The Colorado Supreme Court answered that question in Laleh v. Johnson, No. 16SC134, (2017 CO 93).
This case is about a fee dispute between a pair of litigants and a court-appointed expert. In 2012, Khalil Laleh (“Laleh”) brought a forcible entry and detainer action against his brother, Ali Laleh. The litigation was so contentious that the trial court appointed an accounting expert (and later a special master), Gary Johnson (“Johnson”) to resolve the brothers’ accounting claims.
The Laleh brothers signed an agreement with Gary C. Johnson and Associates, LLC, setting the scope of Johnson’s services and payment. Johnson began working, but before he finished his accounting reports for the trial court, the brothers settled their case and the court dismissed the suit. Johnson later informed the trial court that the Laleh brothers refused to pay his fees and his costs incurred post-settlement in attempting to collect the outstanding fees. The trial court issued an ruling that Johnson’s fees were reasonable, and that he was entitled to the costs he incurred in trying to collect his outstanding fees. The trial court cited language in the agreement saying that the Lalehs are jointly and severally responsible for the timely and complete payment of all fees and expenses to Johnson.
The appeals court affirmed the trial court’s ruling. The Supreme Court reviewed it.
This Court looked at the agreement between the Laleh brothers and Johnson and noted the language saying Johnson was to work expeditiously and to continue until the work was complete or the brothers told him to stop. The agreement also stated that the brothers were responsible for the fees and expenses. If there was a disagreement with Johnson over his fees and expenses, the brothers were to notify him within 30 days. Finally, under the paragraph titled “Governing Law and Jurisdiction,” the agreement said the prevailing party in any dispute is entitled to an award of reasonable attorney fees, costs and expenses.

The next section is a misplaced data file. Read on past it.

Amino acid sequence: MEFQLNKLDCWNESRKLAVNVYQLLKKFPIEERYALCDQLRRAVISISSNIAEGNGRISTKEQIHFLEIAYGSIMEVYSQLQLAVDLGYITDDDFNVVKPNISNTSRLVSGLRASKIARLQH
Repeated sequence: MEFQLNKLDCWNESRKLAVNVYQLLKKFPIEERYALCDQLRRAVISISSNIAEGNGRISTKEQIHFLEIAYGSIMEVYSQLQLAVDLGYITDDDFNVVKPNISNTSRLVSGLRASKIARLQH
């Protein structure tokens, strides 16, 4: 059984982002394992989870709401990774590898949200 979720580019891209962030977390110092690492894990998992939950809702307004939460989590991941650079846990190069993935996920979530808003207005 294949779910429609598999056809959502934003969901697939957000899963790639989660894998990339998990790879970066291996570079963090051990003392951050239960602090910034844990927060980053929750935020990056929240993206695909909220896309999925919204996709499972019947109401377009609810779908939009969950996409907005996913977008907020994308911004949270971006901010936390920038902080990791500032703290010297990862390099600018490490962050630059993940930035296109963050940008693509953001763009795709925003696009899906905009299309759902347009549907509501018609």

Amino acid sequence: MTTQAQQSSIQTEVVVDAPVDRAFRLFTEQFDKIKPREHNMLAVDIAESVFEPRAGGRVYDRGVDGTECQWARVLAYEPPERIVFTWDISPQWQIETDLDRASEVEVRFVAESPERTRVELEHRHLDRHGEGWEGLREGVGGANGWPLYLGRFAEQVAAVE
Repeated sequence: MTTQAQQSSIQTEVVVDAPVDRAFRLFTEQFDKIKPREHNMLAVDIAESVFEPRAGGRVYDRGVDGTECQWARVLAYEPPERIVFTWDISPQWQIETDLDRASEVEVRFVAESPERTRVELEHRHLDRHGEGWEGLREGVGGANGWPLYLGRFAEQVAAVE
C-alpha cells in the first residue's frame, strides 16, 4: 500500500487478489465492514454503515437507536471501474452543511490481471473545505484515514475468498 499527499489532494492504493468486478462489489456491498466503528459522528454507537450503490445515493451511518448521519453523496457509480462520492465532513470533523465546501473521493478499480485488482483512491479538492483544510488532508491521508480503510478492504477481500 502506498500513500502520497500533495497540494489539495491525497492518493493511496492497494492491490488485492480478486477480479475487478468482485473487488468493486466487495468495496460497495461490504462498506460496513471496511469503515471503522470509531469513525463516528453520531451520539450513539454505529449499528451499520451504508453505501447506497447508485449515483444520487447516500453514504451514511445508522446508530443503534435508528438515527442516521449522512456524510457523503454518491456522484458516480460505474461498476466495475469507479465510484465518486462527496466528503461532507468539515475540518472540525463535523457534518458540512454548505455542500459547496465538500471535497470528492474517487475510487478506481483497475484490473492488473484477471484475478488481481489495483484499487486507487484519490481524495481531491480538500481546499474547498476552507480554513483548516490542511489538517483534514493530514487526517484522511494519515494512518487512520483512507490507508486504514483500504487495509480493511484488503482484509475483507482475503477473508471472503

Johnson was trying to do the work and was getting resistance from the brothers, their counsel, and other witnesses. He ultimately hired his own counsel to assist his investigations and informed the brothers that he had done so. The brothers did not object. Johnson began billing the brothers for the cost of his counsel in January 2014, and the brothers paid subsequent invoices without protest.
In February of 2014, the brothers settled the case and directed Johnson to stop his work. When he stopped, Johnson had reviewed more than 12,000 pages of material and his report was 120 pages long. The brothers refused to pay the $74,000 in fees and expenses. The trial court ruled for Johnson and the appeals court affirmed.
The trial court based its ruling on the ‘all fees and expenses’ language in the agreement. This Court bases its conclusion on the ‘Governing Law and Jurisdiction’ section of the agreement.
First, this is a dispute between Johnson and the brothers. Although the original litigation was between the brothers, the issue arose when Johnson asked the trial court’s help in collecting his outstanding fees and costs. Second, Johnson is the prevailing party in this dispute. Third, Johnson’s post-settlement fees and collection costs were “fees, costs and expenses” covered by the language in the “Governing Law and Jurisdiction” provision of the agreement.
The Court holds that the language in the “Governing Law and Jurisdiction” provision of the agreement authorized the trial court to order the brothers to pay the disputed post-settlement collection costs at issue here. The ruling is affirmed and the case is remanded for further proceedings.
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